Irrelevant events to remember as Supreme Court decides again

Saturday November 18 2017

Supreme Court

Supreme Court judges from left: Njoki Ndung'u, Smokin Wanjala, Deputy Chief Justice Philomena Mwilu and Chief Justice David Maraga consult each other on November 16, 2017 during the presidential election petition proceedings. They will make a ruling next week. PHOTO | JEFF ANGOTE | NATION MEDIA GROUP 

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With the Opposition having not shown up for last week’s Supreme Court presidential petition III, the legal teams of the IEBC and President Uhuru Kenyatta clearly had a field day.

Well-heeled and massively deployed, the Uhuru-IEBC veterans pressed their less experienced Civil Society and John Harun Mwau combined in their own half and hounded them all over the place during the three days of a dull courtroom duel.

Even the likes of 'Subreme Mullah', still smarting from the embarrassing September 1 loss to the Nasa team, somehow looked to be in good form, going in two-footed against much-weakened opponents right to the last minute.

Chief Justice David Maraga and his team of six judges will on Monday declare the winner – a decision that will be purely based on the weight of evidence presented in court.

A much-reduced chance of an upset has taken the excitement out of the Supreme Court verdict.

And, the epicentre of Kenya’s protracted power battle has since shifted to the streets anyway.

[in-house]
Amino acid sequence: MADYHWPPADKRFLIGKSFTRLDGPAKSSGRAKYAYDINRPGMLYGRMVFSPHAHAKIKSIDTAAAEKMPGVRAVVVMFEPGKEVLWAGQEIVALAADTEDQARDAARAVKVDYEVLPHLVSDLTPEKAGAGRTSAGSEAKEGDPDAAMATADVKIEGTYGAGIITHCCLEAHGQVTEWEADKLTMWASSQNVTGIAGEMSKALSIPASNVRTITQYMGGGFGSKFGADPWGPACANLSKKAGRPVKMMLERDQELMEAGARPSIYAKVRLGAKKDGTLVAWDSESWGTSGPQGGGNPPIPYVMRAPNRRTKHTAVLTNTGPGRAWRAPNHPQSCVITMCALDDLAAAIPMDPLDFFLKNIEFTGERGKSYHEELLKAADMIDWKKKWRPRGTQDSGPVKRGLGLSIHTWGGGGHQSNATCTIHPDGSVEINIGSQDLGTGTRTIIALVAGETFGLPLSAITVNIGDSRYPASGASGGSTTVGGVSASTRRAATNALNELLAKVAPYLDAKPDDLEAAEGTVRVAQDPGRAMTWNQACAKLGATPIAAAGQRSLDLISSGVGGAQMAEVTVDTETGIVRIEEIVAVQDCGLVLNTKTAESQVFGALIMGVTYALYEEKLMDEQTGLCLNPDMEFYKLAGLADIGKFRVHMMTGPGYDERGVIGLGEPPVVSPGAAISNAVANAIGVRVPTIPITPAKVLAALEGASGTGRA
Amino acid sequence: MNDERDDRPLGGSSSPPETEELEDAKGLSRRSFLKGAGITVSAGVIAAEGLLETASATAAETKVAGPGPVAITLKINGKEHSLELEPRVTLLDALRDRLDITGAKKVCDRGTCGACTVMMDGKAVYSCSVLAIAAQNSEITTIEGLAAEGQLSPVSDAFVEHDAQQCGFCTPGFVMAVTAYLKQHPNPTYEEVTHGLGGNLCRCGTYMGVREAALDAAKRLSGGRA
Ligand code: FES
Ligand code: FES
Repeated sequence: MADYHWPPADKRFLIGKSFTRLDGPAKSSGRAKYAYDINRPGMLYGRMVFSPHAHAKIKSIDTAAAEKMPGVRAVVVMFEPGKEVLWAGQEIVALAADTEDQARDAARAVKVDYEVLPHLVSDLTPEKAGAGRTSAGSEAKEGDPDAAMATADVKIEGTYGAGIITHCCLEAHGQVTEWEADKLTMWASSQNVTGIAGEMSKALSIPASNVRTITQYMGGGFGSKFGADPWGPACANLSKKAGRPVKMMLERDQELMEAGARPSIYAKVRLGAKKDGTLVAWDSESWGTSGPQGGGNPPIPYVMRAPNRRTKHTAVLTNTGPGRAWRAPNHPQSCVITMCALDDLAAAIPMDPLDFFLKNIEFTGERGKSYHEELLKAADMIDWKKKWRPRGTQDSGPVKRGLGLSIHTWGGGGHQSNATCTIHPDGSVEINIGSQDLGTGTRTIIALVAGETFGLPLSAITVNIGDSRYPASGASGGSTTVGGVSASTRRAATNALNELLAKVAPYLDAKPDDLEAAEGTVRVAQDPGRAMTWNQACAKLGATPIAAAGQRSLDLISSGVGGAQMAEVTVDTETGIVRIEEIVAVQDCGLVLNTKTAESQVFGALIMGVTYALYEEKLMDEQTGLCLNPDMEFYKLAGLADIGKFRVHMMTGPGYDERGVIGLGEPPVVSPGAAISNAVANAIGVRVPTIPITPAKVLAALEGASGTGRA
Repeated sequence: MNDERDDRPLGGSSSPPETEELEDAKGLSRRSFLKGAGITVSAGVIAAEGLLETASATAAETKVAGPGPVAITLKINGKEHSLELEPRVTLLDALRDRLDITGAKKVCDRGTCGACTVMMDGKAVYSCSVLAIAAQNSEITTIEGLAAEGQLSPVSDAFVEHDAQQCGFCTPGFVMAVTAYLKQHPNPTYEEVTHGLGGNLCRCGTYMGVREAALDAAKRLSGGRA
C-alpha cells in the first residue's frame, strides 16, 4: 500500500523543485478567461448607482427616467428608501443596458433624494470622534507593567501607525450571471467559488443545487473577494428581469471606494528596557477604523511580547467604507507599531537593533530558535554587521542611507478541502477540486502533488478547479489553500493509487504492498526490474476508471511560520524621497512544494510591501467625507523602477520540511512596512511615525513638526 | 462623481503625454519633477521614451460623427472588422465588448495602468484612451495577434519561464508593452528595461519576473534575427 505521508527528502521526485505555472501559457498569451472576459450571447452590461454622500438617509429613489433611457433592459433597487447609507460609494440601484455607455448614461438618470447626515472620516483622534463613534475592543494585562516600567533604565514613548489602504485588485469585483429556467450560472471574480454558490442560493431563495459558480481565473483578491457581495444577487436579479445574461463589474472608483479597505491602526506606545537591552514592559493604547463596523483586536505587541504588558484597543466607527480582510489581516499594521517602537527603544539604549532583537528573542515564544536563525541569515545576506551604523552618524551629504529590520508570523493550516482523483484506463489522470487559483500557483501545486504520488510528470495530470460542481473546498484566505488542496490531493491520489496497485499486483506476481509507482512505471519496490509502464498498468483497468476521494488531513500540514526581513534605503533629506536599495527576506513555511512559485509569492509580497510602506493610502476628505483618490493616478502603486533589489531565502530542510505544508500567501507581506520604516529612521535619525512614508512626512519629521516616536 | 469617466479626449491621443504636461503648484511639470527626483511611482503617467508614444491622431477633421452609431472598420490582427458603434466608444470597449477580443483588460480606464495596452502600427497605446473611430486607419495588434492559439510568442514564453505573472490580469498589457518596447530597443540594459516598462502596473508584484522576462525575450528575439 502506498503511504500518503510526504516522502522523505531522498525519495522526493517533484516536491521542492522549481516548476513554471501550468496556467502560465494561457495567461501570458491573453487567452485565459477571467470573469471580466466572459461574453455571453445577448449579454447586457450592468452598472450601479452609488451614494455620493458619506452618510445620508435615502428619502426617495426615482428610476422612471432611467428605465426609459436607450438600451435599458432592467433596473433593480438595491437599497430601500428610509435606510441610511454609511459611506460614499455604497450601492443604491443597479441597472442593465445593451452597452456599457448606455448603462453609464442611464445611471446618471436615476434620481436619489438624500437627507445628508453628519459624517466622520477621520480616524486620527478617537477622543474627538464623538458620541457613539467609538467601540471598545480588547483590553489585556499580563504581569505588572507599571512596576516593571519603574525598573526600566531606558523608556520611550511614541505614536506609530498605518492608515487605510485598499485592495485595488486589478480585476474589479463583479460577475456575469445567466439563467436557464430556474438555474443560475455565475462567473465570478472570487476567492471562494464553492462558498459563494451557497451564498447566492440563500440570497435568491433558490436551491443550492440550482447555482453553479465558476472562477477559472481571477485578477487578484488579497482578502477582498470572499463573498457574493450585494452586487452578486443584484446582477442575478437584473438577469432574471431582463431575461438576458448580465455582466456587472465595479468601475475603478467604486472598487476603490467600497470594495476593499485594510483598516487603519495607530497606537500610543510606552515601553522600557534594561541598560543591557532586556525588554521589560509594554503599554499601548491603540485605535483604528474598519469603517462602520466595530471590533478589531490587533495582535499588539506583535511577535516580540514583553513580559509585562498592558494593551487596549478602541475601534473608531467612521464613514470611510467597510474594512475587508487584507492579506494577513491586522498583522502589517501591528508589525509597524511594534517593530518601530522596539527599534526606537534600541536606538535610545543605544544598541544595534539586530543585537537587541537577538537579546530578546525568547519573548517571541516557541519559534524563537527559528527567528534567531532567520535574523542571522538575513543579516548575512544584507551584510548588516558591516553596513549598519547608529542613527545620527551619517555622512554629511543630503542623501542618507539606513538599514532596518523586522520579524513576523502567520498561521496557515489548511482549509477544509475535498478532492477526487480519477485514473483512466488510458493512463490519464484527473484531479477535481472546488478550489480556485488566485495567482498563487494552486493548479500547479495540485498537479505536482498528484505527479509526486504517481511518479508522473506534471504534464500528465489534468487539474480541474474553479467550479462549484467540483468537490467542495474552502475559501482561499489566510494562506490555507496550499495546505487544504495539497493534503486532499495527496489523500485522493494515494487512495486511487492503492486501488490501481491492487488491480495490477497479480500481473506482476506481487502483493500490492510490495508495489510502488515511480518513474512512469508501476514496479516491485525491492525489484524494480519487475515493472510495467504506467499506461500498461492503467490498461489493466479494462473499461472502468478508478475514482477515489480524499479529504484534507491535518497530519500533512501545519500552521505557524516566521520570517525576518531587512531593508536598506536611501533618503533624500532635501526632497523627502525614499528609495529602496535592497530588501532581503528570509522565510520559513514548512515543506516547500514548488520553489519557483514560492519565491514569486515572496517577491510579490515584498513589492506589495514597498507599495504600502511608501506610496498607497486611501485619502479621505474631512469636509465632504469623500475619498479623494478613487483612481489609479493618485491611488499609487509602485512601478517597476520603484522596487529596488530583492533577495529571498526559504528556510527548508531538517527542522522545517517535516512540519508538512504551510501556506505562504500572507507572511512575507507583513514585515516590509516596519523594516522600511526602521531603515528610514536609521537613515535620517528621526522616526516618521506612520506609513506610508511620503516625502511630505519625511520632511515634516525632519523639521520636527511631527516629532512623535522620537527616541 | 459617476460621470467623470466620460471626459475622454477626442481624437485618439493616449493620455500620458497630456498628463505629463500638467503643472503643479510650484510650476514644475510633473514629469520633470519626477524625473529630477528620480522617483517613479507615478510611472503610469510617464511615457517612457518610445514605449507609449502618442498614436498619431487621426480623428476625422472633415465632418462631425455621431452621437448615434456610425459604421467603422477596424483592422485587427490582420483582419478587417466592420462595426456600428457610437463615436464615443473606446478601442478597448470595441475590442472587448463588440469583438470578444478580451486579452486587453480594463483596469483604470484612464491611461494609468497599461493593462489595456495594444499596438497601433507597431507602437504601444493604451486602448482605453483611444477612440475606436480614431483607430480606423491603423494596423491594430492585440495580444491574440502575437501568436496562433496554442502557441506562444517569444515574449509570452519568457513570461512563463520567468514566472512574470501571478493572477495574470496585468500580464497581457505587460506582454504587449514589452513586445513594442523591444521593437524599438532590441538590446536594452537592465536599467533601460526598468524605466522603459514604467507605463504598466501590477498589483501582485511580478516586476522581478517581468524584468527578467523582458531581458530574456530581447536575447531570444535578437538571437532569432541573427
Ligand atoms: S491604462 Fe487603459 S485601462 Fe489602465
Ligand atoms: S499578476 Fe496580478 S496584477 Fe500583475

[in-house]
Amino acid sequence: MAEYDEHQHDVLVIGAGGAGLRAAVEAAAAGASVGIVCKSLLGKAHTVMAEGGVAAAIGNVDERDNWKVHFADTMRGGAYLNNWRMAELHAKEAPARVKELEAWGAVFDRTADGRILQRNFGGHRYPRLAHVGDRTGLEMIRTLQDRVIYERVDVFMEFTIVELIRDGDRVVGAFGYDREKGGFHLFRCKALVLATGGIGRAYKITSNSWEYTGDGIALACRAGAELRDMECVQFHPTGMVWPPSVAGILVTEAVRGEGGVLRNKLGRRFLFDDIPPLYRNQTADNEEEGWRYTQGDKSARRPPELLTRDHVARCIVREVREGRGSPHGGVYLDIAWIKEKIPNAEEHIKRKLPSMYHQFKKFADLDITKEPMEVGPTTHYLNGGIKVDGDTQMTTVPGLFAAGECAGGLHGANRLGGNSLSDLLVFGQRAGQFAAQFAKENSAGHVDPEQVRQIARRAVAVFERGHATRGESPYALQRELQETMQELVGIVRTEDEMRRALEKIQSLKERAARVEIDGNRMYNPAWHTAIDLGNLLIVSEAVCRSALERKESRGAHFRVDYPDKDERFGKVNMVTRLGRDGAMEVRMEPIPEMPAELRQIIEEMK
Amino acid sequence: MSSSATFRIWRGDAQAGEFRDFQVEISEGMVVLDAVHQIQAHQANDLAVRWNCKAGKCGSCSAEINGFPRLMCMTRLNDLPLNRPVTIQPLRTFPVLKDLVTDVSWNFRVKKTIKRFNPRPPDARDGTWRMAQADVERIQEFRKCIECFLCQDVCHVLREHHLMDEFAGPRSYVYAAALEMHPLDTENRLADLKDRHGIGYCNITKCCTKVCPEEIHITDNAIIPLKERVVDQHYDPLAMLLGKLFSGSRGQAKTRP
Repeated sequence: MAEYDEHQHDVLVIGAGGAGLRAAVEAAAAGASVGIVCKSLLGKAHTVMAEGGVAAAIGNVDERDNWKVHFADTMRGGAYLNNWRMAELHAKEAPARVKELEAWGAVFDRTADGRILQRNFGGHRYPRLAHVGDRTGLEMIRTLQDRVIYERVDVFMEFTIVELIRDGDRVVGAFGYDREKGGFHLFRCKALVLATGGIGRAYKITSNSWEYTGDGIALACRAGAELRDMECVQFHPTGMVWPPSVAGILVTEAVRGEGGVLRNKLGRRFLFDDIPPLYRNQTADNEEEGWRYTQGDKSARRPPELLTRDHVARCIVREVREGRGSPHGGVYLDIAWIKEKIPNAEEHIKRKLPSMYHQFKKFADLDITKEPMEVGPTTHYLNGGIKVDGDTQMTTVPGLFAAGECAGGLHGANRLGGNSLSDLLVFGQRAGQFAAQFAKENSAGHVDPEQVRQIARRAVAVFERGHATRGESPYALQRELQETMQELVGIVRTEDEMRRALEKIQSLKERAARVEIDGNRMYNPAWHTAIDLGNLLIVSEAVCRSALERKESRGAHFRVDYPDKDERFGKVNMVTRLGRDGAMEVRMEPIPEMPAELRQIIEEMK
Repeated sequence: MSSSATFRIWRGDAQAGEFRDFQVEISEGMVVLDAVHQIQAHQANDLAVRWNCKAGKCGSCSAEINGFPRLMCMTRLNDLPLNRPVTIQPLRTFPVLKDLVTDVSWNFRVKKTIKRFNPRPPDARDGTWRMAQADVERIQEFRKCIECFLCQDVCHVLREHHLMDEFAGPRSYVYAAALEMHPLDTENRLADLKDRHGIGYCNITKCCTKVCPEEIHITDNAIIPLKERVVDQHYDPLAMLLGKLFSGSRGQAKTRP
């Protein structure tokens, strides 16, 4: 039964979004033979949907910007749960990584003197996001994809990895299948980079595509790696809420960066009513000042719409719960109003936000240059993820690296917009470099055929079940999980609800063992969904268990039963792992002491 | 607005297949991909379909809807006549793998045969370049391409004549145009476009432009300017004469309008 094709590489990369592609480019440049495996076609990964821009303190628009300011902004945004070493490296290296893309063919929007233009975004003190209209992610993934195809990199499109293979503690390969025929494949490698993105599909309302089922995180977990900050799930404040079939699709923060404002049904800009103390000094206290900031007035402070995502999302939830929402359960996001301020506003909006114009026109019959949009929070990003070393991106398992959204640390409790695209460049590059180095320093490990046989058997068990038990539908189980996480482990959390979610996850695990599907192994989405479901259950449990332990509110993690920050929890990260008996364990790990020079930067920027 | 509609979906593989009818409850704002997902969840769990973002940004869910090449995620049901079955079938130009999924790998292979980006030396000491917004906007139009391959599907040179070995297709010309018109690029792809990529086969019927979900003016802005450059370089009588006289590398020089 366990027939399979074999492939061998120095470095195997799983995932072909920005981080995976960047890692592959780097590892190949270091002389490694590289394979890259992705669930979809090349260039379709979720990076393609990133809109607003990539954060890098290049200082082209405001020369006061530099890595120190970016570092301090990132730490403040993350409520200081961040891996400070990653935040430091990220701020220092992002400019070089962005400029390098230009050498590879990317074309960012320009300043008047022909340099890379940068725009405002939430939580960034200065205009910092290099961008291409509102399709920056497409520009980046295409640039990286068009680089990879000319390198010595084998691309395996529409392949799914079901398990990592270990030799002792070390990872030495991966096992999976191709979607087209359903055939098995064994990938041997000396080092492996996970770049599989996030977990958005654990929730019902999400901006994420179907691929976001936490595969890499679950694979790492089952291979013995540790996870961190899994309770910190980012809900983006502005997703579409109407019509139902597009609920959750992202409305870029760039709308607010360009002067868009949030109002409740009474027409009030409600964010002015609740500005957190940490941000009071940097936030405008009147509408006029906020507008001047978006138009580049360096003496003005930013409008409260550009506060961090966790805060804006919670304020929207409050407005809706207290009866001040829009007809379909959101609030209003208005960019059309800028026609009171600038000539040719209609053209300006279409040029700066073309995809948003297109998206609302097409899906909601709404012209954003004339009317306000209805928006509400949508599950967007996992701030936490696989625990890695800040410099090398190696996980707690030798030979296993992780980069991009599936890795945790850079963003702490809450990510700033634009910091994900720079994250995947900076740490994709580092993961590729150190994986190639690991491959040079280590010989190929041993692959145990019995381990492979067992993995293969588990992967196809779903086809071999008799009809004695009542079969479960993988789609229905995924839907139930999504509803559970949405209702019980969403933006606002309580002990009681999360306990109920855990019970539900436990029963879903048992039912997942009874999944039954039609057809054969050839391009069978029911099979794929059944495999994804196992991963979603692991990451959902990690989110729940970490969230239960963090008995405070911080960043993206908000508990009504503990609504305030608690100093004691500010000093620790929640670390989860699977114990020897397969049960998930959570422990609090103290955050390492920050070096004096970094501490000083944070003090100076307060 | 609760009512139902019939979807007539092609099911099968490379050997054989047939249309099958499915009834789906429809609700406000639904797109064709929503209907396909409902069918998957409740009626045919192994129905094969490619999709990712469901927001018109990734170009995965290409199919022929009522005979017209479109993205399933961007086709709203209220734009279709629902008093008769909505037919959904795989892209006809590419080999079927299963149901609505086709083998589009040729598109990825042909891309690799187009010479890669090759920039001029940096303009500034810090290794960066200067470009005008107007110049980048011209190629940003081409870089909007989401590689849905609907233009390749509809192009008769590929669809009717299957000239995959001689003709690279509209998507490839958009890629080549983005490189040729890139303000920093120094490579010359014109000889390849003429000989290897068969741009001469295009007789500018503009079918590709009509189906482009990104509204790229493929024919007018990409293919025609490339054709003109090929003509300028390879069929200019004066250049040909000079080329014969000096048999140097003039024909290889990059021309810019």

But there might still be a bit of fun remembering the irrelevant events inside and outside the courtroom, even if they have absolutely no bearing on Monday’s verdict.

Friday, November 17: Three days to the reading of the judgment, police announce the recovery of two guns in Nairobi’s Dandora Estate on Thursday, including one believed to have been snatched from Deputy Chief Justice Philomena Mwilu’s driver three weeks ago.

The driver was also shot by his attackers during the October 24 incident.

Tuesday, November 14: Supreme Court adjourns shortly after the start of the pre-trial conference, presumably to address a complaint raised by Harun Ndubi, advocate for two of the petitioners, about a colleague denied court entry by police.


It marks the beginning of a pleasant treatment for the petitioners’ legal teams whose icing on the cake is a Sh80 million bill quoted by the IEBC for photocopying of the voters’ register.

Monday, November 6: Katiba Institute, the non-governmental organisation (NGO) associated with respected law scholar Yash Pal Ghai, reports electricity supply to their office was cut off the previous day.

In a number of tweets in the next three days, the NGO links the power blackout to its suspected involvement with the petition eventually filed by the civil society election observer group Kura Yangu Sauti Yangu.

Wednesday, October 25: A day to the repeat presidential election, Kenya’s Supreme Court hits the global headlines for its now famous quorum hitch.

Chief Justice Maraga, cutting a lonely figure on the expansive bench, says the hearing of a case filed by three voters seeking postponement of the election can’t take off because only two of them (the other one is Justice Isaac Lenaola) have reported for duty.

Of course, the absentees include Deputy Chief Justice Mwilu whose bodyguard was shot and wounded in Dagoretti the previous day.

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